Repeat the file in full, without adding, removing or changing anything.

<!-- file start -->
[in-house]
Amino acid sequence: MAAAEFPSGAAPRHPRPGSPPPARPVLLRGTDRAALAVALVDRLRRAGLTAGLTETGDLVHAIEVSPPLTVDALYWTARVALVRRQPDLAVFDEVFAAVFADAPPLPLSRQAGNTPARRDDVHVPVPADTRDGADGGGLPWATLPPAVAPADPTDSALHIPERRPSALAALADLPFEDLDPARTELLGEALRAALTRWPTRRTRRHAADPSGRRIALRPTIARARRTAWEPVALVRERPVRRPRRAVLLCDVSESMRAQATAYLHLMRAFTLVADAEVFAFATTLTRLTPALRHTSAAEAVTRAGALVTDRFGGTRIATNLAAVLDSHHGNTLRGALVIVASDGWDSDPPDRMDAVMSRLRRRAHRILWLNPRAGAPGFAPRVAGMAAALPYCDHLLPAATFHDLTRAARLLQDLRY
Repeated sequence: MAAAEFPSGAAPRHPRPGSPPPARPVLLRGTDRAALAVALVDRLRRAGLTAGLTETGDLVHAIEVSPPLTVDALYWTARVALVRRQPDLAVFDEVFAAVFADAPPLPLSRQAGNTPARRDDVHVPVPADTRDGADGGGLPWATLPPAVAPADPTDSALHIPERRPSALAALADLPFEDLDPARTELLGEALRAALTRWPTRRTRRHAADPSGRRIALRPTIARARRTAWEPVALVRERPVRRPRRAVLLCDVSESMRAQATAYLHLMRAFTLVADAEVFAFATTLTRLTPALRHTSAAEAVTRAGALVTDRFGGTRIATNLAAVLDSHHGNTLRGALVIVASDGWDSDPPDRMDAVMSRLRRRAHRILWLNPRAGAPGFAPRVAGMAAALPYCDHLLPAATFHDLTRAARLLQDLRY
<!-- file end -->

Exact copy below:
[in-house]
Amino acid sequence: MAAAEFPSGAAPRHPRPGSPPPARPVLLRGTDRAALAVALVDRLRRAGLTAGLTETGDLVHAIEVSPPLTVDALYWTARVALVRRQPDLAVFDEVFAAVFADAPPLPLSRQAGNTPARRDDVHVPVPADTRDGADGGGLPWATLPPAVAPADPTDSALHIPERRPSALAALADLPFEDLDPARTELLGEALRAALTRWPTRRTRRHAADPSGRRIALRPTIARARRTAWEPVALVRERPVRRPRRAVLLCDVSESMRAQATAYLHLMRAFTLVADAEVFAFATTLTRLTPALRHTSAAEAVTRAGALVTDRFGGTRIATNLAAVLDSHHGNTLRGALVIVASDGWDSDPPDRMDAVMSRLRRRAHRILWLNPRAGAPGFAPRVAGMAAALPYCDHLLPAATFHDLTRAARLLQDLRY
Repeated sequence: MAAAEFPSGAAPRHPRPGSPPPARPVLLRGTDRAALAVALVDRLRRAGLTAGLTETGDLVHAIEVSPPLTVDALYWTARVALVRRQPDLAVFDEVFAAVFADAPPLPLSRQAGNTPARRDDVHVPVPADTRDGADGGGLPWATLPPAVAPADPTDSALHIPERRPSALAALADLPFEDLDPARTELLGEALRAALTRWPTRRTRRHAADPSGRRIALRPTIARARRTAWEPVALVRERPVRRPRRAVLLCDVSESMRAQATAYLHLMRAFTLVADAEVFAFATTLTRLTPALRHTSAAEAVTRAGALVTDRFGGTRIATNLAAVLDSHHGNTLRGALVIVASDGWDSDPPDRMDAVMSRLRRRAHRILWLNPRAGAPGFAPRVAGMAAALPYCDHLLPAATFHDLTRAARLLQDLRY